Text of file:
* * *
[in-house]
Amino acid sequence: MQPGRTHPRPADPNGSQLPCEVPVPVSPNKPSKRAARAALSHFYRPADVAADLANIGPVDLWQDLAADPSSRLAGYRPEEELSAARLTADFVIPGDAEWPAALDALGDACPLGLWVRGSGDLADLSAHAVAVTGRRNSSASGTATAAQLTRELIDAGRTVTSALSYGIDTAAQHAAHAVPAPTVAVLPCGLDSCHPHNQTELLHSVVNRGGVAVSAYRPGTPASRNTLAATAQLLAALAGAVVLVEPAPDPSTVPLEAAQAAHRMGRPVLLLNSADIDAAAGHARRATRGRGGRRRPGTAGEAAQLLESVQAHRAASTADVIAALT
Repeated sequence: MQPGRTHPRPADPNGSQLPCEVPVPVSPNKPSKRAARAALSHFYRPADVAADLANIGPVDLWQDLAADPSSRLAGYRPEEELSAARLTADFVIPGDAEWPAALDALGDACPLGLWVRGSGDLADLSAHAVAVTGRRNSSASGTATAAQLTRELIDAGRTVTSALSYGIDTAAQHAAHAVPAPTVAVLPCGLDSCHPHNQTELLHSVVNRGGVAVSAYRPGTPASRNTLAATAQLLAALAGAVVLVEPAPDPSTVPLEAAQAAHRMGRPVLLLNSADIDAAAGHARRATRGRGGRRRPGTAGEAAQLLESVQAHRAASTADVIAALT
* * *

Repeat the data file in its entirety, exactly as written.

[in-house]
Amino acid sequence: MQPGRTHPRPADPNGSQLPCEVPVPVSPNKPSKRAARAALSHFYRPADVAADLANIGPVDLWQDLAADPSSRLAGYRPEEELSAARLTADFVIPGDAEWPAALDALGDACPLGLWVRGSGDLADLSAHAVAVTGRRNSSASGTATAAQLTRELIDAGRTVTSALSYGIDTAAQHAAHAVPAPTVAVLPCGLDSCHPHNQTELLHSVVNRGGVAVSAYRPGTPASRNTLAATAQLLAALAGAVVLVEPAPDPSTVPLEAAQAAHRMGRPVLLLNSADIDAAAGHARRATRGRGGRRRPGTAGEAAQLLESVQAHRAASTADVIAALT
Repeated sequence: MQPGRTHPRPADPNGSQLPCEVPVPVSPNKPSKRAARAALSHFYRPADVAADLANIGPVDLWQDLAADPSSRLAGYRPEEELSAARLTADFVIPGDAEWPAALDALGDACPLGLWVRGSGDLADLSAHAVAVTGRRNSSASGTATAAQLTRELIDAGRTVTSALSYGIDTAAQHAAHAVPAPTVAVLPCGLDSCHPHNQTELLHSVVNRGGVAVSAYRPGTPASRNTLAATAQLLAALAGAVVLVEPAPDPSTVPLEAAQAAHRMGRPVLLLNSADIDAAAGHARRATRGRGGRRRPGTAGEAAQLLESVQAHRAASTADVIAALT